Then I hit the mall proper. I was still optimistic, mind you. But somehow I got sidetracked for half an hour at the Museum Co. of all places, despite needing absolutely nothing in that store. Then I went to Macy’s, worming my way through the madding crowd, past endless rows of glittering jewelry cases. By the time I actually made it to the shoe department, I was utterly exhausted and had to get out of there right away.

I bought nothing on my list.

People must have to shop often enough to build up a tolerance to seeing such a large number of objects and people in one place.

Worried about snipers? Walk briskly in a zig-zag pattern. Other guidelines include:

  • If you must remain in one place in an area where you feel vulnerable, select the darkest part of the area to sit or stand in.
  • If you must stand outside, try to keep some type of protective cover between yourself and any open areas where a sniper might be located. For example, if you are fueling your car, stand between your vehicle and the gas pump and bend your knees to lower your profile.

Note: These are *not* to be confused with the guidelines for dressing as Clifford the Big Red Dog.

’tis the season
Andrew reports that the deli is once again selling spice cookies. I wish I could be there. Last spring, since Bob knew how much I loved them, he actually saved me the last one of the season. I remember walking by the deli on my way home and hearing the screen door open. “Excuse me, miss?” He poked his head out and offered me the cookie, no charge.

Just when I think things will be under control sometime soon, everything spins out into craziness again. Why?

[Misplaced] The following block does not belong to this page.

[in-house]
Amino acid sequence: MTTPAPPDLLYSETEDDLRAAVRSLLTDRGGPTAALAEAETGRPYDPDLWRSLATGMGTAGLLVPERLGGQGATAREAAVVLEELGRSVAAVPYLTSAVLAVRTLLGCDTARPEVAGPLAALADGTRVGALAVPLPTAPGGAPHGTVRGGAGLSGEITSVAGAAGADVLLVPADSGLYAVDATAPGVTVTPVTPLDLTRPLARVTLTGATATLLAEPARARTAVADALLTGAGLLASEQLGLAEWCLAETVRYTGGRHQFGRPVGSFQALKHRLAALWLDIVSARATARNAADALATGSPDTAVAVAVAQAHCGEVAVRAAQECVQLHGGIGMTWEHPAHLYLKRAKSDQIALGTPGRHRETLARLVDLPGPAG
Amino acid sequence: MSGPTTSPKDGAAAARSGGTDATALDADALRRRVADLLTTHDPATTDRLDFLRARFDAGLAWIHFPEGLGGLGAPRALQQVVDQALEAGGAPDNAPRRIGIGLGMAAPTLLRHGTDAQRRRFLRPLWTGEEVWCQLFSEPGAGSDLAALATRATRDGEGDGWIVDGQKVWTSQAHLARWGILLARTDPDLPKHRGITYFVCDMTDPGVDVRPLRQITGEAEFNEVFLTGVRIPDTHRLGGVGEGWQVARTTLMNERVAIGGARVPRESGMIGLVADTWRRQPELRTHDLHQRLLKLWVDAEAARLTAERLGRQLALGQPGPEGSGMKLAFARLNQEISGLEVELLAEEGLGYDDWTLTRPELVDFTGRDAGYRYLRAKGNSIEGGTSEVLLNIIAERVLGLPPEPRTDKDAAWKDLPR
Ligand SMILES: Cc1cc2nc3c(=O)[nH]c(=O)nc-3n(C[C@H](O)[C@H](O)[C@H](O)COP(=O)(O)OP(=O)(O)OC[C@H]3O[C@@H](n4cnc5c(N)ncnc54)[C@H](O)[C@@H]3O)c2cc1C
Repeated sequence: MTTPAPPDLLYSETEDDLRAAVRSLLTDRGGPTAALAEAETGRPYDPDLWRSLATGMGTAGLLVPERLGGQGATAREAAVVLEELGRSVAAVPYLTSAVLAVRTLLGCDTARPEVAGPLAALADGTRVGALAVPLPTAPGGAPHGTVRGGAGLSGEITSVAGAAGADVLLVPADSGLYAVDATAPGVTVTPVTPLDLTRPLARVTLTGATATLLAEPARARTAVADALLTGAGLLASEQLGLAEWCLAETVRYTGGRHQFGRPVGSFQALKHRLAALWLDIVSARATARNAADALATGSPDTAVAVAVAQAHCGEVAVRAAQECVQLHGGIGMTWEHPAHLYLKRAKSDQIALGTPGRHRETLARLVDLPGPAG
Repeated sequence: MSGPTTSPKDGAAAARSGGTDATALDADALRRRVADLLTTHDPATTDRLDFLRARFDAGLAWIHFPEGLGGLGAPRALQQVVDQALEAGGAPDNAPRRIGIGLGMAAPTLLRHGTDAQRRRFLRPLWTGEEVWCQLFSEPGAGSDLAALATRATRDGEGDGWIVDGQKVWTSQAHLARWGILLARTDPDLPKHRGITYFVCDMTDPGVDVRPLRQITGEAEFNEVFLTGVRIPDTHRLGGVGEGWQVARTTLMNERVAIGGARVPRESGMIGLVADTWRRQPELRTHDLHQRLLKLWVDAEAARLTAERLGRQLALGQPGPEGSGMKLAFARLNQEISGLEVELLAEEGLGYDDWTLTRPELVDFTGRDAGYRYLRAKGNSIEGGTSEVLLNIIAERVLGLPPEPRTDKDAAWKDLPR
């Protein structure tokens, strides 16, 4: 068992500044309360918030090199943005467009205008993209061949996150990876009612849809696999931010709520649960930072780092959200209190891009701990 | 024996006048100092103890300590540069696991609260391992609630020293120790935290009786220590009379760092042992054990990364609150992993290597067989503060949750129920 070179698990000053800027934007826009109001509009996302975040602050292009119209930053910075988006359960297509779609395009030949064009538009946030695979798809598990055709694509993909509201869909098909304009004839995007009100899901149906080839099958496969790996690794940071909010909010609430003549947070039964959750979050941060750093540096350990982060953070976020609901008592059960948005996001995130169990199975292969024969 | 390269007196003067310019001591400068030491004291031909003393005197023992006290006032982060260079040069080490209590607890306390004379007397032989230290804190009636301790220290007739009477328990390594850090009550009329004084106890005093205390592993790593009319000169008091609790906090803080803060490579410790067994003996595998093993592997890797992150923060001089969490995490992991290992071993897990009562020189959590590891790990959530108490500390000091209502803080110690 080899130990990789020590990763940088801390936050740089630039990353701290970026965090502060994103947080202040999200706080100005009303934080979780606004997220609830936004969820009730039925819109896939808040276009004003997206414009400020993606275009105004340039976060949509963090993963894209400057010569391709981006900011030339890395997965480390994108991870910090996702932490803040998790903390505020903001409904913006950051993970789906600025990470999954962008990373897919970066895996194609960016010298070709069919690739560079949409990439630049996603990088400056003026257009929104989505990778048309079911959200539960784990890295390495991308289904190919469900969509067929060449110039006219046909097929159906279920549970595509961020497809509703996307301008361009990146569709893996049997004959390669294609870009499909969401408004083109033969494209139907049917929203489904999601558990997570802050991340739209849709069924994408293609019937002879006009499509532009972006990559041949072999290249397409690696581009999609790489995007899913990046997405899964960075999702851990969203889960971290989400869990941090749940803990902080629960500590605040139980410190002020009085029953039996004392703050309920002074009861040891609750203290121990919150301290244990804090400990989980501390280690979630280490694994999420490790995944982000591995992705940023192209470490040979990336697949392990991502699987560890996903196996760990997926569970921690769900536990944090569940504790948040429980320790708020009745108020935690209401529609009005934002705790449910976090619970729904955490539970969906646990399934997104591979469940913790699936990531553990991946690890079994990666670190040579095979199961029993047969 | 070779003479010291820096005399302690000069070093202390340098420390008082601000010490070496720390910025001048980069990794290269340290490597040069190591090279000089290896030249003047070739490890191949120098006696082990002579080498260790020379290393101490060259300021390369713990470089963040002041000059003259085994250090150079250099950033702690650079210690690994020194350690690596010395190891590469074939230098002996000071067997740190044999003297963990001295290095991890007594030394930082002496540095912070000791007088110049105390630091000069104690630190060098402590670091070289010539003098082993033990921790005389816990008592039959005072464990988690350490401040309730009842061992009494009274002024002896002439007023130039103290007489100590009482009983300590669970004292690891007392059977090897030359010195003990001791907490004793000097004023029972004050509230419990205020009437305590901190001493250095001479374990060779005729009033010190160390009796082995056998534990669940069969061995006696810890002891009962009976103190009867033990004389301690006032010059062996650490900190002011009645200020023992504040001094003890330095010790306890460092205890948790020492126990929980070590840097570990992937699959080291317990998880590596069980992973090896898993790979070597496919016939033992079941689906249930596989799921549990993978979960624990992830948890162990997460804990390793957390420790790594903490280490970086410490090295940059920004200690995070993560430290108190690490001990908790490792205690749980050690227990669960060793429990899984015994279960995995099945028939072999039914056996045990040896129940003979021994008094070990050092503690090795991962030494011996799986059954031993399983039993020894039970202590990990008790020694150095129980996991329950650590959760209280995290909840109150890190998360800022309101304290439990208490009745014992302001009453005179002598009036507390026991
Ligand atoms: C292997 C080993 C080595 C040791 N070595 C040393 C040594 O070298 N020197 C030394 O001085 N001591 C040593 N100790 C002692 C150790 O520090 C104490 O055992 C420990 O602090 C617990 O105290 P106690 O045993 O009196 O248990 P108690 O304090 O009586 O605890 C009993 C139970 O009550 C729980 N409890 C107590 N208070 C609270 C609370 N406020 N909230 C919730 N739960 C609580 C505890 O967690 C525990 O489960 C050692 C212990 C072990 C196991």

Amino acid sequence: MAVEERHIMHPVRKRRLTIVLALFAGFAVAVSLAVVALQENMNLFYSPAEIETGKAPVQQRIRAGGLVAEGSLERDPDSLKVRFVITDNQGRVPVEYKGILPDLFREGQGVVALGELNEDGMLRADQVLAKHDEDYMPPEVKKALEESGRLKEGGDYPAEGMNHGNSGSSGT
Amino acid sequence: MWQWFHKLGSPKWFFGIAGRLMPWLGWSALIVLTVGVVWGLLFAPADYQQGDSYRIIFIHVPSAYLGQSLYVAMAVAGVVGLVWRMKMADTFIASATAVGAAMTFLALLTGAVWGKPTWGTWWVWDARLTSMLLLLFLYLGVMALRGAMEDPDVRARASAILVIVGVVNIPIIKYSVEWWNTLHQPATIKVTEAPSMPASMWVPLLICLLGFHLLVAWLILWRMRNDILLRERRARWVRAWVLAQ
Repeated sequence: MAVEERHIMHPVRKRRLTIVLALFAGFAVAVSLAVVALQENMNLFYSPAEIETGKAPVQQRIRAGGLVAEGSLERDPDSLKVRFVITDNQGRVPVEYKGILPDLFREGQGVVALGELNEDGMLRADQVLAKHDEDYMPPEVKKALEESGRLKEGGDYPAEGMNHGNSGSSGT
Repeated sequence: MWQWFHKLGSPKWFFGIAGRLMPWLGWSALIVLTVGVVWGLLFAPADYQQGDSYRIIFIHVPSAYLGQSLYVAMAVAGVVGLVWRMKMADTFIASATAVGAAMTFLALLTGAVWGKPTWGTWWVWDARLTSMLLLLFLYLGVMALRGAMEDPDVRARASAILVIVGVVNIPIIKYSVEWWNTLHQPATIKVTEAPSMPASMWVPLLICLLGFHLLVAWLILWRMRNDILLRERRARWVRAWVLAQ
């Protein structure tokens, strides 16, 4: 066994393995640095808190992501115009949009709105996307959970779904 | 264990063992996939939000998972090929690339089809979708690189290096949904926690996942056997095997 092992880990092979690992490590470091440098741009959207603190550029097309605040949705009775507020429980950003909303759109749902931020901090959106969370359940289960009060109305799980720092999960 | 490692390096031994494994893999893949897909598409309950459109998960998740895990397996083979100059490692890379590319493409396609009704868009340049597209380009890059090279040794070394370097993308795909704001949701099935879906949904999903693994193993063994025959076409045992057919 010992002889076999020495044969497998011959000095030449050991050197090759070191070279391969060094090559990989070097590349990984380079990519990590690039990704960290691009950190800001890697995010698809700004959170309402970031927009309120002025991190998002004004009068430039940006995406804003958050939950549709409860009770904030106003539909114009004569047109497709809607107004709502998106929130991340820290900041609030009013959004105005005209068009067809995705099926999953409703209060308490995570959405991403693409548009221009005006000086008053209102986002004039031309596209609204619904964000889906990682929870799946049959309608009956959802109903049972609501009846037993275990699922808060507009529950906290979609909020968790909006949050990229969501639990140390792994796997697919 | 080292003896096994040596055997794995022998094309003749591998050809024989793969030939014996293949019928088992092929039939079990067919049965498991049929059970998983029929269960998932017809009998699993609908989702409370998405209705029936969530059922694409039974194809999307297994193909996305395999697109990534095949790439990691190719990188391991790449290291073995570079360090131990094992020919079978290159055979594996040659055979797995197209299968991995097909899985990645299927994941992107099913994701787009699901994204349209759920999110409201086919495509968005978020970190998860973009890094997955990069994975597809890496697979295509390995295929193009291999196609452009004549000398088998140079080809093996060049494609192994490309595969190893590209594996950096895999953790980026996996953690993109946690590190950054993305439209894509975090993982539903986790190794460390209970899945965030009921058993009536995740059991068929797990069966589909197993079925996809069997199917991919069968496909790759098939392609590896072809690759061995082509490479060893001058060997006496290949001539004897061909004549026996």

what do you do…
When you live seven miles from the latest sniper attack? And your Metro stop is at another busy shopping center?

My boss gave me cab fare to get home from work tonight. And I felt a little wimpy taking it. But I figured I might as well save myself the worrying. After I caught a cab, the driver and I got on the subject of the sniper attacks. “What I can’t understand,” he said, “is how there was all those people around, and nobody stopped him! They all ran for cover!”

He was from Nigeria, he said, and in his country no one would stand for some idiot going around shooting people. If they witnessed a shooting, they’d run after the shooter. He, for one, would’ve taken his car and rammed it into the van to stop him. “I’m only going to die one time,” he said in his elegant Nigerian accent. “I’m not going to die like a rat.”

Of course, he’s an old pro at playing the vigilante. In D.C., two men with guns once stole his car. He chased them down an alley, then threw a brick through one of the windows. They rammed into a lampost, and a police car was ready to arrest them. Another time, someone got into the cab with a gun and asked for all his money. The cab driver said, “If you’re going to kill me, I’m going to take you with me.” He slammed his foot on the gas, going straight for a brick wall. The would-be mugger jumped out.

What we need, said the cab driver, is a witness to go after this sniper instead of running away. “If I was there, I would try to stop him any way that I could,” he said.

What do you do when you live in the Washington, D.C. area these days? When every nightly newscast sounds like a made-for-t.v. movie? When your boss jokes, “Hopefully I’ll make it back, guys!” before he goes to get gas? When you lie awake listening to a helicopter circle the area? You vow not to let some psycho’s mind games affect your routine. But still, every time you see a white van or box truck, your stomach flutters for a beat. And sometimes, you take a cab home from work.